Additionally, I have found that I seem to really struggle to maintain a fast pace going up hill. I’m not built like your traditional runner; I have a LOT more muscle mass and am not as thin as a really competitive person would be. I know I stand to gain a lot by simply dropping lbs and I have accepted certain performance loss due to lifestyle choices and I am active in motor sports that use a bit more muscle mass than your average runner.

    That being said, I would LOVE to figure out the best ways to train to maximize my ability to go uphill fast!

    I have been doing the ME workout of box steps, split jumps, lunges, jump squats. We were progressing them in weight as we went through. I was up to 25 lb dumbbells in each hand which had seemed like a lot to Scott when I scheduled a call with him this spring… I struggle understanding why I can do so much weight in the ME work-outs but I still really struggle to go fast up-hill? Is it just that I have to pack so much body weight that cancels out the strength that I have? It RARELY is muscles that seem to fail me when I’m going uphill or down (although when skiing downhill my quads do fail me but that’s because I’m an ATROCIOUS skier and although I suck I refuse to go to the resort to learn and I continue to go back-country and just suffer the slow learning curve!). Anyway, usually it’s my lungs and breathing that seem to be working the hardest but I know everyone says it’s not my lungs, its my ability to get that oxygen into my muscles!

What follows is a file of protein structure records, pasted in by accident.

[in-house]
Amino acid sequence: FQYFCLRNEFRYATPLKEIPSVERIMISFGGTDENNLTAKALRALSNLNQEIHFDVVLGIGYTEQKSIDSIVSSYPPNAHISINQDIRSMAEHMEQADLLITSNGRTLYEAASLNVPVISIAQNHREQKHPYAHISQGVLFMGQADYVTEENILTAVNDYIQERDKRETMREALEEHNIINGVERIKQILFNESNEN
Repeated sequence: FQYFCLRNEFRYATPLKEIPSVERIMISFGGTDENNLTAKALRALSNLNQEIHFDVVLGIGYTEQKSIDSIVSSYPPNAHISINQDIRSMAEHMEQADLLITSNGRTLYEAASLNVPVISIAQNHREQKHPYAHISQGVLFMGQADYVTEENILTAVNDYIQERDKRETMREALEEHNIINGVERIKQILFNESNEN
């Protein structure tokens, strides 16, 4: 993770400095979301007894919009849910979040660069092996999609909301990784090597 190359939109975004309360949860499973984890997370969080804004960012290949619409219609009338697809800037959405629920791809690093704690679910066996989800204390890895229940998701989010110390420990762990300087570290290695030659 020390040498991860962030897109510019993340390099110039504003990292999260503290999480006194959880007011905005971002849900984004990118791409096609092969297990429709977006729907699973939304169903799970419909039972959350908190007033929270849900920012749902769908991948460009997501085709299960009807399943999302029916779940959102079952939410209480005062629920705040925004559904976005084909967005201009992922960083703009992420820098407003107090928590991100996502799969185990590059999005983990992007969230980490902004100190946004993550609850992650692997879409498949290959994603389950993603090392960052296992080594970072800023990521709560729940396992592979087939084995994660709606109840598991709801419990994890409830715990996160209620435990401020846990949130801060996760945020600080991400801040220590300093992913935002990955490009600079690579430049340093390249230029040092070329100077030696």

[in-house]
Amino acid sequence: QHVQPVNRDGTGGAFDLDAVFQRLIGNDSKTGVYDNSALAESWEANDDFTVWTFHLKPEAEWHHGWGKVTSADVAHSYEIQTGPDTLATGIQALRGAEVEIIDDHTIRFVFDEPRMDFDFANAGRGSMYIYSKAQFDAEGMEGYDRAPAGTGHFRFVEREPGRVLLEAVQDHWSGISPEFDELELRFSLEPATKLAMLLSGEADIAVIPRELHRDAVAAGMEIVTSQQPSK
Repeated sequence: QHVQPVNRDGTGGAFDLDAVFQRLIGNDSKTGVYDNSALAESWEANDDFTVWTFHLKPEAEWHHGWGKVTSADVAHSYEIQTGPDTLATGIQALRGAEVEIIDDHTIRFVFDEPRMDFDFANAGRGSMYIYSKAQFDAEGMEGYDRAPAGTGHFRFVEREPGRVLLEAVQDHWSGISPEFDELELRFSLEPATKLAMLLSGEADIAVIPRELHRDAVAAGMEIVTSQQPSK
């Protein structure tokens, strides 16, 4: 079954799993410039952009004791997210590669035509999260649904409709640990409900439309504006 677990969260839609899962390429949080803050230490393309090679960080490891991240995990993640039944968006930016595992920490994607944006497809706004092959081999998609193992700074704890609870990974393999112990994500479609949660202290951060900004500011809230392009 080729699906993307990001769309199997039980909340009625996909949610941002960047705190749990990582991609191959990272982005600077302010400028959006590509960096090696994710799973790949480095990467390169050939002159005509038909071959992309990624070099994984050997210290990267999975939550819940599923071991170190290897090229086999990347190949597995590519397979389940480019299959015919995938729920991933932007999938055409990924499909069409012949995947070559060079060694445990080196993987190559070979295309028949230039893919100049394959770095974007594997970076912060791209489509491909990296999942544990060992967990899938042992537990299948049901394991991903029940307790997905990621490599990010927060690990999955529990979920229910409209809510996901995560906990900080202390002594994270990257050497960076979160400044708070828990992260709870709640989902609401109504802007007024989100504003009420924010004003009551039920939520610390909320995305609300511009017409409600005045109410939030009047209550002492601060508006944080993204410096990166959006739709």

Linking the oxygen into the muscles with the altitude issues I think maybe this is where I am struggling. What can I do to work on this?